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Moving Walls

In 2018 I Collaborated on a Project About a Period of American History Directly Related to My Family History

For over two years I worked with Sharon Yamato, a writer friend from Los Angeles, on a book about the barracks from the Heart Mountain Relocation Center in Wyoming, an American concentration camp that unjustly incarcerated some 14,000 Japanese Americans during WWII.

Buy on the Moving Walls site. Cards with images from the book also available.

Moving Walls

The history of the Japanese American incarceration is woven into my family and Sharon’s family history. Our parents and their parents and siblings were forcibly removed from their California homes and incarcerated in concentration camps in remote parts of the U.S. A total of 120,000 people of Japanese descent were held, most of them American citizens.

This was a follow-up to a small book we published in 1995 that documented a project by the Japanese American National Museum to preserve two of the Heart Mountain barracks. Sharon received a grant from the National Park Service to expand the book and produce a companion documentary. Barracks that remained from any of the camps were the main artifact that tied together survivors. Everyone who was incarcerated was forced to live in a barrack and everyone had a barrack story.

The book is called Moving Walls: The Barracks of America’s Concentration Camps. Sharon’s idea was to find out what happened to the barracks after the war. It turned out that the U.S. government, through the Bureau of Reclamation, sold off the flimsy wooden structures for $1 apiece to homesteaders, many of them returning WWII veterans and their families.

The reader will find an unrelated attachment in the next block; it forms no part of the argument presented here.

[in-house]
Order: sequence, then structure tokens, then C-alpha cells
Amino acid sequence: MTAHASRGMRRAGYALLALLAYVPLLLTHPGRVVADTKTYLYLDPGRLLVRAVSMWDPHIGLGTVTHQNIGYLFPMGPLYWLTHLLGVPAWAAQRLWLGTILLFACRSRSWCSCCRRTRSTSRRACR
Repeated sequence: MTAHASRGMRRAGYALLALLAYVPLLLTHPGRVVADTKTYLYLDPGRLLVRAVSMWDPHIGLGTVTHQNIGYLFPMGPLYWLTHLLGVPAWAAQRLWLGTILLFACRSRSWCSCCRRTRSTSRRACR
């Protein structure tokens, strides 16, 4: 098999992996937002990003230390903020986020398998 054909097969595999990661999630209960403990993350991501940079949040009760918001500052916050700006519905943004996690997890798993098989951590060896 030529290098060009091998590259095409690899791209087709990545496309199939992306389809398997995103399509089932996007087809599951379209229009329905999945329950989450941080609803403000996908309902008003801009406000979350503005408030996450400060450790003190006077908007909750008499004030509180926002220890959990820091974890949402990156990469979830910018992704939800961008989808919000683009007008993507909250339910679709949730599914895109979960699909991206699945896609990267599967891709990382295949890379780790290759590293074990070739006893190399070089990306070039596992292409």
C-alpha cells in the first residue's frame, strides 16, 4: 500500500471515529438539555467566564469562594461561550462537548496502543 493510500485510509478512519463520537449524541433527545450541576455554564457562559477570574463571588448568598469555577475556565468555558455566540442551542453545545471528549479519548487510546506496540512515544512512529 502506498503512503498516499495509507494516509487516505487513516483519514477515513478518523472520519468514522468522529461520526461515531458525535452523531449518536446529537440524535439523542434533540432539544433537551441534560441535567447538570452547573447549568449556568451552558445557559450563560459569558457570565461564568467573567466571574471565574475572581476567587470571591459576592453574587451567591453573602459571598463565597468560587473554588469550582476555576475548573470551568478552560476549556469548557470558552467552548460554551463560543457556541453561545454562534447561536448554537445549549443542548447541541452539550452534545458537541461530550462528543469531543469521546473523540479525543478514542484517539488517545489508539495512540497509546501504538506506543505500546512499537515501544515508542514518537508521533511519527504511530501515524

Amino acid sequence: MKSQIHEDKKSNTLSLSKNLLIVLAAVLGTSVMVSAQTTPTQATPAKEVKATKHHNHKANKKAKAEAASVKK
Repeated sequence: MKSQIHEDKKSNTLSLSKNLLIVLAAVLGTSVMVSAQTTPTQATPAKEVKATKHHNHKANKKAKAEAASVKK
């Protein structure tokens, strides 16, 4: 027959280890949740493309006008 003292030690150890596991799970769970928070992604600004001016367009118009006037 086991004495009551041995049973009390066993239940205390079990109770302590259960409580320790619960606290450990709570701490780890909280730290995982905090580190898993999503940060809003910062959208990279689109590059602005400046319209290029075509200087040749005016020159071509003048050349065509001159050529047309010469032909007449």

Sharon found about a dozen of the original homesteaders, most of them still living in homes that had once served as barracks in the nearby Heart Mountain camp and were later enclosed or modified by construction. Most of the homesteaders had bought two or three of the barracks, turning one into their living quarters and the others into out buildings. In this way those artifacts of history have been preserved within the walls of many houses in the area while those that were used as storage buildings remained in almost original condition.

It was fascinating to hear the stories of the homesteaders and see how the barracks were transformed to serve the needs of a different population. This shared history between the incarcerees and the farmers became the central theme of the book. One group was forced, via a presidential executive order and later, at gunpoint, to uproot their lives and live in crude conditions on desolate land, stripped of their freedom for several years. The other group came to the area voluntarily, looking for work after serving in the war and hoping to live the American dream in the Bighorn Basin of Wyoming.

We hope the book helps illuminate the history of this unconstitutional incarceration and also a little-known part of post-WWII Wyoming history.